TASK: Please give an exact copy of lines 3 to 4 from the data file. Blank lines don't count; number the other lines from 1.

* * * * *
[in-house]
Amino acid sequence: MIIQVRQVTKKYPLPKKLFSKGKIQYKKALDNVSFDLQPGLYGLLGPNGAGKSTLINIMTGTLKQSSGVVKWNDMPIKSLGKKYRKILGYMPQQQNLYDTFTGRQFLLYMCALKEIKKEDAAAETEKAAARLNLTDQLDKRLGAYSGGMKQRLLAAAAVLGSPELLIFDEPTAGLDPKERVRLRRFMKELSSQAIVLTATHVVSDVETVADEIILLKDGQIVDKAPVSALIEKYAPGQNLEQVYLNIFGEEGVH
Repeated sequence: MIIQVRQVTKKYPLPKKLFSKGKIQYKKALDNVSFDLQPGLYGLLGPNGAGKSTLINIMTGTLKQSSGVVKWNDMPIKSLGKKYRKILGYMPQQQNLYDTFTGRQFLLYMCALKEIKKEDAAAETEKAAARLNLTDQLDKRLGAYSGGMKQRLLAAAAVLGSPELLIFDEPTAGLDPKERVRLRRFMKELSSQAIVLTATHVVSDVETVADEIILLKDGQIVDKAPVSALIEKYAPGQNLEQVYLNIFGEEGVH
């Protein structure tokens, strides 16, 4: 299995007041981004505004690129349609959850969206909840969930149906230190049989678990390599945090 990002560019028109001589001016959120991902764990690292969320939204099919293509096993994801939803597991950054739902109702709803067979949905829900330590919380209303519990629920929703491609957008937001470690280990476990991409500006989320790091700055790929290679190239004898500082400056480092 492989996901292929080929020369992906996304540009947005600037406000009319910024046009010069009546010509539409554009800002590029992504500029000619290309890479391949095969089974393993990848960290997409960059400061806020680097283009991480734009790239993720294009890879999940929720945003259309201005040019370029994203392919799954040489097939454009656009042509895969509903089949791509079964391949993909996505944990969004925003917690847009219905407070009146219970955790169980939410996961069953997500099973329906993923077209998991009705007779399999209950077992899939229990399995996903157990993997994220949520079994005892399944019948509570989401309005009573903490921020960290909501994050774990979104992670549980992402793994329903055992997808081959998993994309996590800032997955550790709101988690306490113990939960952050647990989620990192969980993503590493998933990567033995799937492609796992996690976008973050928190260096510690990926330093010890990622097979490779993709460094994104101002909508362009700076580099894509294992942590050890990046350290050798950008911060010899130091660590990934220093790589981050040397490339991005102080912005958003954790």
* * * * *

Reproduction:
Repeated sequence: MIIQVRQVTKKYPLPKKLFSKGKIQYKKALDNVSFDLQPGLYGLLGPNGAGKSTLINIMTGTLKQSSGVVKWNDMPIKSLGKKYRKILGYMPQQQNLYDTFTGRQFLLYMCALKEIKKEDAAAETEKAAARLNLTDQLDKRLGAYSGGMKQRLLAAAAVLGSPELLIFDEPTAGLDPKERVRLRRFMKELSSQAIVLTATHVVSDVETVADEIILLKDGQIVDKAPVSALIEKYAPGQNLEQVYLNIFGEEGVH
């Protein structure tokens, strides 16, 4: 299995007041981004505004690129349609959850969206909840969930149906230190049989678990390599945090 990002560019028109001589001016959120991902764990690292969320939204099919293509096993994801939803597991950054739902109702709803067979949905829900330590919380209303519990629920929703491609957008937001470690280990476990991409500006989320790091700055790929290679190239004898500082400056480092 492989996901292929080929020369992906996304540009947005600037406000009319910024046009010069009546010509539409554009800002590029992504500029000619290309890479391949095969089974393993990848960290997409960059400061806020680097283009991480734009790239993720294009890879999940929720945003259309201005040019370029994203392919799954040489097939454009656009042509895969509903089949791509079964391949993909996505944990969004925003917690847009219905407070009146219970955790169980939410996961069953997500099973329906993923077209998991009705007779399999209950077992899939229990399995996903157990993997994220949520079994005892399944019948509570989401309005009573903490921020960290909501994050774990979104992670549980992402793994329903055992997808081959998993994309996590800032997955550790709101988690306490113990939960952050647990989620990192969980993503590493998933990567033995799937492609796992996690976008973050928190260096510690990926330093010890990622097979490779993709460094994104101002909508362009700076580099894509294992942590050890990046350290050798950008911060010899130091660590990934220093790589981050040397490339991005102080912005958003954790």